- Interviewee: Ari, Amherst College graduate
- Organization: MATCH Charter High School (Boston)
- Role: volunteer tutor, one year commitment
- Interviewer: Andy Pethan
- Date: October 2010
More about MATCH
- See a thorough index of the training program agenda and reference binder contents
- Additional thoughts on MATCH and the training program from Alia, the director of the MATCH Corps
Between dinner and a short second tour of MATCH, I spent over 2.5 hours with Ari learning about MATCH. MATCH is a public charter high school near Boston with about 250 students. Unlike most high schools, however, MATCH also has about 40 volunteer tutors living on the third floor of the school who are paired up with individuals and small groups of students (where the name "match" comes from). Ari is one of this year's tutors. A month into the school year, she seems incredibly busy yet in love with her job. I couldn't possibly type up everything we talked about, but here, in no particular order, is a large selection of highlights.
9th grade: Students spend 5 hours/day in classes and 2 hours/day in their tutorial session with their tutor, usually alone or with only one other student, Monday to Thursday. Classes include english, physics, speech + composition, algebra 1, and reading group. On Friday, students have phy-ed, health, computer skills, and soon a Friday Academy that Ari is co-leading.
10th grade: This is a similar schedule with the following classes: english, geometry, algebra 2, biology, and history. Tutorial sessions are more likely to be 1 tutor with 2 students.
11th grade: Junior classes include an AP language class, pre-calculus, Spanish, chemistry, and AP US History. The 2 hour/day tutorial block includes more people (usually 3 students) and is more structured. One hour is set aside to work on the AP classes with the tutor, and the second hour is for academic counciling and study skills. This is not a free homework period, but instead is more focused on studying for exams.
12th grade: Seniors all take AP Calculus, a choice of senior english or AP Lit and Comp, either AP Chemistry or AP Biology, and a college readiness course. They also take at least one class at BU. During their final year, students no longer receive help in tutorial sessions, as the school would like to prepare them for the independence of college.
Ari has a group of students she tutors in the 9th, 10th, and 11th grades, consuming 6 hours of her long and busy days.
As I listened to Ari describe the methodology used in the school around lesson planning, I noticed a number of similarities to the approach taken by Teach for America. They are very goal-oriented and communicated this to students by posting the SWBAT (students will be able to) and agenda for the day on the board. Each class has a clear and predictable structure for the period that holds students accountable for their work. Teachers begin the class with a short "do now" independent task and end each day with a "ticket to leave", something the student must complete to show they understood what was being taught during the lesson. Direct teaching and practice time make up the rest of class. This structure resembles the "workshop model" I've seen at other public schools around Boston.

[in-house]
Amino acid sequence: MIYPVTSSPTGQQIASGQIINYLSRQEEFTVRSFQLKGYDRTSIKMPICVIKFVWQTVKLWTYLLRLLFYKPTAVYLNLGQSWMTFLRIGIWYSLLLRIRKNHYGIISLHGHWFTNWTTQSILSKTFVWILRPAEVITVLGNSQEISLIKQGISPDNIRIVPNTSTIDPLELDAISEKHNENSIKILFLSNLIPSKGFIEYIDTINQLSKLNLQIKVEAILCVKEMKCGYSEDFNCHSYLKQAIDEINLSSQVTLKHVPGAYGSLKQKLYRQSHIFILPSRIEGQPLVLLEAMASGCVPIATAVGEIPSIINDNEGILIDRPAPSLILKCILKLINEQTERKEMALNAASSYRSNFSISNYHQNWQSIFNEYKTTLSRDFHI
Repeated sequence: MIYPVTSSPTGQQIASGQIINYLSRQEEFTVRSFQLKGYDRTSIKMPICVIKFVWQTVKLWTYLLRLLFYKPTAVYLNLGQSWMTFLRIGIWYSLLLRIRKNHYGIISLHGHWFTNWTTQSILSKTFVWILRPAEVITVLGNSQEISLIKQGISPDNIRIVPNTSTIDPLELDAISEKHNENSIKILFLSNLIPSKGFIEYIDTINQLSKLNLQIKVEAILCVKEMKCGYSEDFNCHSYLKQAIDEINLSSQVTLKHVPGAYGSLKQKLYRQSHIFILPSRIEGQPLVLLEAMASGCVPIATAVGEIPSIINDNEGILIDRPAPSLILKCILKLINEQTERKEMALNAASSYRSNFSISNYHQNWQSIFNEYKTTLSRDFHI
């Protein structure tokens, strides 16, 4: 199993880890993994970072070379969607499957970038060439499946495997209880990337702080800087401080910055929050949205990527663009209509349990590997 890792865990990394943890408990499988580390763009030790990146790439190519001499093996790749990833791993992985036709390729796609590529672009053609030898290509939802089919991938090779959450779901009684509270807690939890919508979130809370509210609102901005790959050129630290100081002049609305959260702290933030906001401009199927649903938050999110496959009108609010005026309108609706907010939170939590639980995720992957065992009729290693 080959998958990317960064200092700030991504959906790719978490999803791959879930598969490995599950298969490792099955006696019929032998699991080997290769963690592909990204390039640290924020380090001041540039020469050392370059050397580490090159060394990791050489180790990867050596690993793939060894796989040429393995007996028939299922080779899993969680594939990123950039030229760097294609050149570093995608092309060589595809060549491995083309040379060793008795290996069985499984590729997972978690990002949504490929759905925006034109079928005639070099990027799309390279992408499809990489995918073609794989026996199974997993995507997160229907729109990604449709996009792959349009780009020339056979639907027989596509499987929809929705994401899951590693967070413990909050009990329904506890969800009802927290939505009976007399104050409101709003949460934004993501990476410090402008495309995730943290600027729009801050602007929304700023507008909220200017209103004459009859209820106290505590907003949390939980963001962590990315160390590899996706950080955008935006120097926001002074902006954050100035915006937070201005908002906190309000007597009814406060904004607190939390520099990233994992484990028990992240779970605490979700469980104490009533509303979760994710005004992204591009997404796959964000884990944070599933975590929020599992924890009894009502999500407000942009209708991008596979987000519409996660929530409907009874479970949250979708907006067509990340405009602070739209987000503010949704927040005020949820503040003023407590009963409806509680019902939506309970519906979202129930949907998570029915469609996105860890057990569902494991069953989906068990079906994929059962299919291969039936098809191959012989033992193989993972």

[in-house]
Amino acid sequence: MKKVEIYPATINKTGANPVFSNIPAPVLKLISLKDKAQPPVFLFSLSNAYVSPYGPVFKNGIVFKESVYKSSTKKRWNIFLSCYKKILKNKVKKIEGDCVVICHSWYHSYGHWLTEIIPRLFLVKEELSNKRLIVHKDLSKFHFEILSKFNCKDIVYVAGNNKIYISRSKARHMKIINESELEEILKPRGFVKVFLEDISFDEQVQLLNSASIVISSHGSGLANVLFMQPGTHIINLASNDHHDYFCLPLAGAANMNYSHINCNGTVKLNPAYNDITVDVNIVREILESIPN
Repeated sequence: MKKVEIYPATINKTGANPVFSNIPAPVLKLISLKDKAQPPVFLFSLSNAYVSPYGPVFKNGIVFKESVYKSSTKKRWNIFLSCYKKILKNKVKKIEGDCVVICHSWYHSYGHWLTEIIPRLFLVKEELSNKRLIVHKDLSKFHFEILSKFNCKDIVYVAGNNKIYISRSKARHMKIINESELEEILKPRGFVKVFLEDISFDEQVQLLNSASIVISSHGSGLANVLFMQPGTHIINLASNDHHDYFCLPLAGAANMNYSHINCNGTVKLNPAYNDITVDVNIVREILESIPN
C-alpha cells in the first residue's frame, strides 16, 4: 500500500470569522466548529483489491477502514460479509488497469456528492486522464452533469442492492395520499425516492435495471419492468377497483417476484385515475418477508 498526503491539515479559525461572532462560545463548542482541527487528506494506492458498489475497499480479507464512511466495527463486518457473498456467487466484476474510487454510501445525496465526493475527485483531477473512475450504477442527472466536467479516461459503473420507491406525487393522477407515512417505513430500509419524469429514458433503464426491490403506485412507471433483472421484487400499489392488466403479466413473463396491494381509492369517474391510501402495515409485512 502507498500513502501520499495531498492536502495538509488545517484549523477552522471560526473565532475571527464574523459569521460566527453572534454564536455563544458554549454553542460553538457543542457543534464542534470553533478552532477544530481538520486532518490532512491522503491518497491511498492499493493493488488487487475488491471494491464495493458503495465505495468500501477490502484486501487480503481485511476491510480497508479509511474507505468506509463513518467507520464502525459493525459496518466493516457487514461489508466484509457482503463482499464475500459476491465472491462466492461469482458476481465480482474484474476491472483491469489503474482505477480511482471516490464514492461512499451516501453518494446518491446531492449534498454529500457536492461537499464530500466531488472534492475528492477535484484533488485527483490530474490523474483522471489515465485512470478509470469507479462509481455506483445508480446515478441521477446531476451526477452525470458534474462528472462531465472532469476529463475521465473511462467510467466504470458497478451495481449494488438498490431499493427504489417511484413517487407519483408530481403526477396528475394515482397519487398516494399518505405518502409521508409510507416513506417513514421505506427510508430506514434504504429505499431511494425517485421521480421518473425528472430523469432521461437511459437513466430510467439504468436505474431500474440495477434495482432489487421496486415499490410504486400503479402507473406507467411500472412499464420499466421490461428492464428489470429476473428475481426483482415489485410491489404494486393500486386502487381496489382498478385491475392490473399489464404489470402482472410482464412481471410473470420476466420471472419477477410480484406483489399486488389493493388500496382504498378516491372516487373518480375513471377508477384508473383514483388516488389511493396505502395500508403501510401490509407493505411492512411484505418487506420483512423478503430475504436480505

Setting the Tone
EVERY morning, when the students show up the school, the principal is at the door to greet students. He asks each of them, every day, "Why are you here?". They respond, "To learn". He then asks, "What will it take?". They respond, "Courage, discipline, and perseverance", and head off to class. This sends a very clear message of why they are in school.
Additionally, tutors work with students to set big picture goals at the start of the year. These may include "pass the 10th grade", "pass all five classes with at least an 85%, or "reach 100% homework completion for the year".
Secondary Roles of Tutors at MATCH
- TA for a class (each class has 1 TA)
- College counciling
- ARD (Friday academy?)
- Principal's assistant
Data System, Grades, and Discipline
The data system in place at MATCH is all-encompassing, brilliantly designed, and used with the care of human eyes. Here are some of the primary things that are logged:
- Completion of every homework assignment (posted within a day)
- Grade of every assignment (posted within a week)
- Demerits/behavior violations
- Academic violations (too many bad grades may get you kicked out)
Some parts of the system are automatic. For example, if a student forgets to complete an assignment, an auto-dialer will call the parent to inform them of the missing work. Other parts are left for interpretation by the tutors, teachers, and staff. Instead of giving parent direct access to grades in Powerschool, MATCH tutors instead call home once each week to give a more detailed summary about their child's progress, behavior, and academic performance, as well as factors that likely contributed to any problems or successes.
The demerit system is very strict, and after 4 demerits, the student is given a detention. For students with ADHD, their is an alternative to detention, Saturday morning community service, that is given after a sufficient number of detentions are accrued.
The school day lasts from 8:30 to 4:00. Programs continue going at the school until 6:15. These include homework labs (informal spaces for students working on the same class's homework with a tutor) and the student intervention program, which provides one on one support for students in danger of failing.
On some weekends, sophomores receive MCAS (Massachusetts state testing) prep, and juniors receive SAT prep.